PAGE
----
Predictors of Beaconicity – A load of old wonk?

March 19, 2009 at 12:23 pm 1 comment

I know the LGA’s list of banned council jargon has been about for a few days, but this is a story that deserves to run and run.

You know you’re in trouble when you can recognise every single word on there, and you believe it makes perfect sense. I and my colleagues have become fluent talkers of policy wonk, and it’s rather like joining a cult. You start to suspend your reservations and inhibitions, your judgement begins to become distorted, things that two years ago seemed outrageous, perverse even, start to seem utterly normal.

Take these, all used in anger in documents I have recently written:

  • innovative capacity
  • potentialities
  • situational
  • transparency
  • synergies

The LGA have helpfully provided an alternative where an alternative exists. Much of the time, they’ve merely commented ‘Why use at all?’. They attach this to most things to do with networks and innovation, I note with interest.

And that’s surely got to be the acid test – if you had to explain a phrase to someone in words of one syllable, could you do it? And if not, what the hell are you doing saying it? Most of the words I have a sort of tacit understanding of, but I struggle to explain them convincingly.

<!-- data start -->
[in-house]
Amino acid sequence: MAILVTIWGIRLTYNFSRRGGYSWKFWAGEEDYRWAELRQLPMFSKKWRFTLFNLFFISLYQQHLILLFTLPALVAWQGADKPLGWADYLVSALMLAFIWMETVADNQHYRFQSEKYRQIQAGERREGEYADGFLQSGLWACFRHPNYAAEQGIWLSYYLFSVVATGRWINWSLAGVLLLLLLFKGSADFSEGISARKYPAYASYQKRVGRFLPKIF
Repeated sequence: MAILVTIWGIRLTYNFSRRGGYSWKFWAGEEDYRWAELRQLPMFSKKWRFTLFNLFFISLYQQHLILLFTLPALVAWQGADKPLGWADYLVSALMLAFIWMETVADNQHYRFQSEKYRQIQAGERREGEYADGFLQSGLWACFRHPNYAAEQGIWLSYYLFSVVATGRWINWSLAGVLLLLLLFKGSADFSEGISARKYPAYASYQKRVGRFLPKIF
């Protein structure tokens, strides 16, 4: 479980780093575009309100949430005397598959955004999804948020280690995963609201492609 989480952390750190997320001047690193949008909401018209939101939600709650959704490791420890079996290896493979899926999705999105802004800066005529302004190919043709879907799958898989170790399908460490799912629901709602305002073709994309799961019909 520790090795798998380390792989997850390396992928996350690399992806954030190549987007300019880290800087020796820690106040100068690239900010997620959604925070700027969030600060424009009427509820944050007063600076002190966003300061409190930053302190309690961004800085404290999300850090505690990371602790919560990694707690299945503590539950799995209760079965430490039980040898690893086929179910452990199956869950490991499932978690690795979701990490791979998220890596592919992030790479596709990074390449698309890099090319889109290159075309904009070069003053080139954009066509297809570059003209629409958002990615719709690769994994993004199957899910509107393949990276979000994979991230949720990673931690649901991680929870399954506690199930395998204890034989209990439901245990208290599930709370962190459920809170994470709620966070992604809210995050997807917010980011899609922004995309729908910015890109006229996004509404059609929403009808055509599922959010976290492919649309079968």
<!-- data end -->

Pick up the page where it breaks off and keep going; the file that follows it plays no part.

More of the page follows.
There is a point to some of this jargon, to be fair. Words do matter, precision counts, especially when it comes to doing research that will shape public policy. Some of the banned words are actually hugely important to social scientists and really do mean a very particular thing which doesn’t have any other name – indicators aren’t just measurements as the list suggests, they’ve got a much more complicated hinterland than that. But whether that word should ever be on a leaflet that comes through your front door is another matter.

Surely part of any policy person’s work is to make what they do as accessible to as many people as possible, without making it simplistic? It’s lovely to create a little clique who share a secret language, but the job of these people is to serve the public interest at the end of the day. This is really the thrust of that list – you lose people’s attention and trust pretty quickly if you use words that, frankly, sound like they’re from David Brent’s inbox. That, and the matter of personal pride that one shouldn’t be caught talking bollocks in a public place.


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Heroes Steve’s Journal Article

1 Comment Add your own

  • 1. Angus Bearn  |  April 18, 2009 at 2:28 pm

    Yep. You are right. If it can’t be expressed in plain English, don’t bother. I had some very long squabbles with lawyers about writing tenancy and option agreements in plain English and the excuses I heard…


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